For the majority of people on the planet, 2020 was not a year to celebrate accomplishments. Well, count Diego Schwartzman among the minority then, because he made major strides up the men’s tennis ladder during the 2020 season.
Schwartzman entered the 2021 season situated among the top 10 in the ATP rankings for the first time in his career. Last year saw him post his first career win over Rafael Nadal and make his initial appearance among the final eight of the Nitto ATP Finals. The 28-year-old from Buenos Aires appears poised to take the next step into the elite ranks of tennis players and put his name alongside Guillermo Vilas, Gabriela Sabitini, and Juan Martin Del Potro, the all-time greats of Argentinian tennis.
He’s currently ranked No. 9 in the world among men’s singles players, and yet in the Australian Open odds at Betway, it’s still possible to access 101.00 odds on Schwartzman’s chances of winning the title in Melbourne. Schwartzman is being offered at the same price as World No. 11 Gael Monfils and 14th-ranked David Goffin.
A Year of Accomplishments
If there was to be a slogan attached to Schwartzman’s 2020 campaign, the most appropriate tag would be a year of firsts.
During the year, he made his inaugural appearance in an ATP Masters 1000 Final. Schwartzman also reached the semi-finals of the French Open, the furthest he’s ever gone in a Grand Slam event. He advanced to the semis via an epic five-hour quarter-final triumph over world No. 3 Dominic Thiem, taking the match 7-6(1), 5-7 6-7(6), 7-6(5), 6-2.
Schwartzman led the entire ATP Tour in return games won during the year. He clicked at a 34.9 percent rate. Nadal was second overall in this category at 34.4 percent.
Playing 40 matches during 2020, Schwartzman broke serve 175 times. That works out to an average of greater than four service breaks per match (4.375). For his career, he shows a 31.8 percent win rate in return games.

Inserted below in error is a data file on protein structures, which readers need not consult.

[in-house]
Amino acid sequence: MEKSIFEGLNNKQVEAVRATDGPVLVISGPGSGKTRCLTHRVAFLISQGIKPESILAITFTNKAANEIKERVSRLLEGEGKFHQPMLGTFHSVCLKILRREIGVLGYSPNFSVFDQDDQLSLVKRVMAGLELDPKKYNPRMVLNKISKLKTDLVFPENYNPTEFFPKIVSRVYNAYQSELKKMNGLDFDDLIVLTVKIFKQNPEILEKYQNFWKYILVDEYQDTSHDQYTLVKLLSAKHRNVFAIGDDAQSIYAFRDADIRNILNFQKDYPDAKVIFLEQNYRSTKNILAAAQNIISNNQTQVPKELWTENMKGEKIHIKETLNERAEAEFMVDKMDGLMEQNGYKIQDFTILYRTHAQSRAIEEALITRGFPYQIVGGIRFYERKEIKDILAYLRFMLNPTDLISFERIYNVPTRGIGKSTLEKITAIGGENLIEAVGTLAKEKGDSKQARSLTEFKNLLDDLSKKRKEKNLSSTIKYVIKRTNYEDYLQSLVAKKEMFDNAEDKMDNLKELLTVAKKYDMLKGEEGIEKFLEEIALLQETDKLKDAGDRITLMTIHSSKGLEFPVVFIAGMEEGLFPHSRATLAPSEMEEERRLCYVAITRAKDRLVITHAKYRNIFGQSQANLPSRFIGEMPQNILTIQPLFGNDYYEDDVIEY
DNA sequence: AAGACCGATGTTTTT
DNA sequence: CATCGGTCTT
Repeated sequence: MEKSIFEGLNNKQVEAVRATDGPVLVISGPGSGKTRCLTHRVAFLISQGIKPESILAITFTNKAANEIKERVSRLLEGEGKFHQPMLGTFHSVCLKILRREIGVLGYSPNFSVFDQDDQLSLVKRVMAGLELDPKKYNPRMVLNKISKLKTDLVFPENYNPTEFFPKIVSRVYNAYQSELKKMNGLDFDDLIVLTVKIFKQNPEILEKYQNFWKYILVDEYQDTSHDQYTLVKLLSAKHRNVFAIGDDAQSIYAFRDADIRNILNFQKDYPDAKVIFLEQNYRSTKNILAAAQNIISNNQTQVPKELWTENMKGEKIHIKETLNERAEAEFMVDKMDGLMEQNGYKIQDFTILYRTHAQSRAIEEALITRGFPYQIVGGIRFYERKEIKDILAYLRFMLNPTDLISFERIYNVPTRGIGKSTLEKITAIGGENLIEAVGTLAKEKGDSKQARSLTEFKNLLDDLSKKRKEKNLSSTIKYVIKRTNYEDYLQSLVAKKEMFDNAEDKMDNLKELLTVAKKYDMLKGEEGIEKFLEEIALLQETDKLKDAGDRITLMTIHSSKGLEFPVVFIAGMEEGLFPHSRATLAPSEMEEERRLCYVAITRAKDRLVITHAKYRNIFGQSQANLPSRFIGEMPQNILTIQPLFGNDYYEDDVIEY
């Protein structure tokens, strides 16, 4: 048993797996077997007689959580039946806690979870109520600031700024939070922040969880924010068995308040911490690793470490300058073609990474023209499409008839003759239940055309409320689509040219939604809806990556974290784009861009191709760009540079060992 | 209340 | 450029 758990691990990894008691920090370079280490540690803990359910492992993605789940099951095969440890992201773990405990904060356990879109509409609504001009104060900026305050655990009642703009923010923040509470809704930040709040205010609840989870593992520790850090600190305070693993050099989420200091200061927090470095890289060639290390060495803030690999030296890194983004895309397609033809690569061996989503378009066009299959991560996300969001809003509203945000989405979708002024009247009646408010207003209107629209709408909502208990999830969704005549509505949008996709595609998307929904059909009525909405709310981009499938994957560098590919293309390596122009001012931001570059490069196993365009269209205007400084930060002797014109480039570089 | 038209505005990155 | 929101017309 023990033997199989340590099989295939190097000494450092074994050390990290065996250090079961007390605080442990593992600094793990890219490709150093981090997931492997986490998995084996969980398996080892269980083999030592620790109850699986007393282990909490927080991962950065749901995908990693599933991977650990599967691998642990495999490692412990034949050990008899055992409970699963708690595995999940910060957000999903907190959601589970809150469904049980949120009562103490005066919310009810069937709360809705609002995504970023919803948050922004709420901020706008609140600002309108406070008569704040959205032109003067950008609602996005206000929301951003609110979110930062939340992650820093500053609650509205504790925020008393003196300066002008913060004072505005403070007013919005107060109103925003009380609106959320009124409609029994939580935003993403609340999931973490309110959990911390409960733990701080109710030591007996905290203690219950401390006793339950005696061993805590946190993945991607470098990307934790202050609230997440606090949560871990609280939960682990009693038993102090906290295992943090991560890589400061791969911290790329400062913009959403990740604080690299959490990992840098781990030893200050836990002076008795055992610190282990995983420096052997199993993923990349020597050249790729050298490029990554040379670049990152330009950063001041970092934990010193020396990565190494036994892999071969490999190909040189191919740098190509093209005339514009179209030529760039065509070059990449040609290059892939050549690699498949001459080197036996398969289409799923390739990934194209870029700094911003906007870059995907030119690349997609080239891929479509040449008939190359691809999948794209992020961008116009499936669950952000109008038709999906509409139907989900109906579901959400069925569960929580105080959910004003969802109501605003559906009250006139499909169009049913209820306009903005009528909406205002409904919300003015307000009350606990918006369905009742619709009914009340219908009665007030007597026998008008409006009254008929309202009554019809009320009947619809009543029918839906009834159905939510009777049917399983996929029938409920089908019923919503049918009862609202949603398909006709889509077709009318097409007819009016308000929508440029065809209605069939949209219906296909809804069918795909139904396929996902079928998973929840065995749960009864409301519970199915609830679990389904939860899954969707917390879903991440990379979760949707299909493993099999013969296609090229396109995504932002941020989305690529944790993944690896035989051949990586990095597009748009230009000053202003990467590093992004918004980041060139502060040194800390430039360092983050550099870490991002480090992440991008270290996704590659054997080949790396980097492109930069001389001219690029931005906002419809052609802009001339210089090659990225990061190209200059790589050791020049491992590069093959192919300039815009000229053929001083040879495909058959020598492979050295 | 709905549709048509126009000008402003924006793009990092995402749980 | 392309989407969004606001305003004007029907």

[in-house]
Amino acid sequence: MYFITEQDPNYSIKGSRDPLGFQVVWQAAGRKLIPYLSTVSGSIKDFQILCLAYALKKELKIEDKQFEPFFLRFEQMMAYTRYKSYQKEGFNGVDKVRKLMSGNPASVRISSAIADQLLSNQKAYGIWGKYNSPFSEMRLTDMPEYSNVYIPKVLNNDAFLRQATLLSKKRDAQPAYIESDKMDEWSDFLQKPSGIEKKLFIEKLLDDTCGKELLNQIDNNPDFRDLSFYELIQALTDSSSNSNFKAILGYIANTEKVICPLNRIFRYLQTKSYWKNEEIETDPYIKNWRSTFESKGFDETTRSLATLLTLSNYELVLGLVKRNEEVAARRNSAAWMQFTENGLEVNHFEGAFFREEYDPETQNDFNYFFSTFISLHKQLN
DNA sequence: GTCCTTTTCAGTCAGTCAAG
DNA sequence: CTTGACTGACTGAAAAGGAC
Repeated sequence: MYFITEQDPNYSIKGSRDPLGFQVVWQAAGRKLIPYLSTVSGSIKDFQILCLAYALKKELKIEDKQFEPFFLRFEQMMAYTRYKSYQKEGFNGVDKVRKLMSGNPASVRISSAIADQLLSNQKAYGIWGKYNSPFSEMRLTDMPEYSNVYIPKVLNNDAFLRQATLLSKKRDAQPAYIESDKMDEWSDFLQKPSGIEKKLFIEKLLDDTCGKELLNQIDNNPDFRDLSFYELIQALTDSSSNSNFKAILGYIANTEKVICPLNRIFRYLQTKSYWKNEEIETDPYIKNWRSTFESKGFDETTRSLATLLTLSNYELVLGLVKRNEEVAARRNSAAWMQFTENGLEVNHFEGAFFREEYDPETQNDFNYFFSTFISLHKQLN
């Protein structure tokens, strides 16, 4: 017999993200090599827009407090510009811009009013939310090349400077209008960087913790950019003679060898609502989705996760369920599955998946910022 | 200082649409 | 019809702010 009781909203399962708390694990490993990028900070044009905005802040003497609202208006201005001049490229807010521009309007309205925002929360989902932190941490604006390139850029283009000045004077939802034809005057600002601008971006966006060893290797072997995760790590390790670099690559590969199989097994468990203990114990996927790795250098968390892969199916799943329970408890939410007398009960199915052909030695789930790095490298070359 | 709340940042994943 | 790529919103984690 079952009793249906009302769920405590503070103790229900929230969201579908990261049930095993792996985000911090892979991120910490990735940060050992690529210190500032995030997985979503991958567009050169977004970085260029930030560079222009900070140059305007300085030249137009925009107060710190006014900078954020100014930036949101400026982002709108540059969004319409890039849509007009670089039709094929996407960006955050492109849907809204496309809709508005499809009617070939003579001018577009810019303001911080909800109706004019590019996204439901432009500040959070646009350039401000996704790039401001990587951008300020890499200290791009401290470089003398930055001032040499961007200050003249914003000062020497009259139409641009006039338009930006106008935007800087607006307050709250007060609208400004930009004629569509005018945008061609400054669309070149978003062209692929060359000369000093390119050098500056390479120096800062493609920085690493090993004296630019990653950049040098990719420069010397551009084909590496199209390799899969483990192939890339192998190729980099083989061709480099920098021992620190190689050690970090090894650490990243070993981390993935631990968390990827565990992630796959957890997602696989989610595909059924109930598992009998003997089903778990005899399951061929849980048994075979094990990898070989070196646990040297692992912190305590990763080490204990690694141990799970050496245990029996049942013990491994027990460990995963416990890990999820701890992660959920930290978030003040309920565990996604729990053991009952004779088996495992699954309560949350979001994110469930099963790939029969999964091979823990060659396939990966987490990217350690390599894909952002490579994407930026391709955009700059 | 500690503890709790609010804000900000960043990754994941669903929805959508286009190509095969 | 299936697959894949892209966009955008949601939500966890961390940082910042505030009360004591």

Without a doubt, Schwartzman’s signature performance of 2020 was his victory over world No. 2 Nadal in the quarter-finals of the Internazionali BNL d’Italia in Rome. Schwartzman won the match 6-2, 7-5. That the victory came in straight sets on clay, a surface upon which Nadal rules the tennis world, made the accomplishment all the more remarkable. Nadal has won this tournament nine times during his career.
It was their 10th time clashing, and the first occasion upon which Schwartzman left the court a winner. During the match, he recorded five service breaks and won 54 percent of the return points. Schwartzman hit 31 winners and capitalized on 17 unforced Nadal errors.
Through their first nine meetings, Nadal captured 22 of 24 sets from Schwartzman. The Argentine won as many sets in defeating the Spanish legend as Schwartzman was able to claim through the entirety of their first nine matches.
“I broke a barrier when I beat Rafa,” Schwartzman told tennisworldusa.org. “I'm going to be able to retire, saying that I achieved that.
“My next goal is to score wins over Roger Federer and Novak Djokovic and lift more titles.”
How High Can He Go?
Among Argentina’s tennis legends, Sabatini climbed as high as No. 3 in the world on the WTA charts. In the men’s rankings, Guillermo Coria, David Nalbandian, and del Potro have all reached No. 3 in the world.
The closest an Argentine has come to earning the No. 1 ranking in the word was when Vilas reached No. 2 in the ATP in 1975. Vilas won 62 ATP titles between 1969-1992, the record for a player from Argentina.
Schwartzman has been as high as No. 8 in the world. Currently, he shows three ATP titles and 168 match victories in his career. He’s played in 10 ATP finals.
One reason why the 5-foot-7 Schwartzman might not be getting much love from the Australian Open oddsmakers is that he’s a career 81-70 on hard court surfaces, a .530 winning percentage. Only one of his three ATP titles were earned on a hard court.
“I’m really proud because I did many great things in many different weeks [last] year,” Schwartzman told ATPTour.com. “But also I have the feeling in my body that I have to improve.”
Featured image: “Diego Schwartzman (ARG)” by RioOpen 2018 is licensed under CC BY-NC 2.0
There are some typos. At the beginning of the article, Gabriel Sabitini should be Gabriela Sabatini. and at the end Guillermo Correa -> Guillermo Coria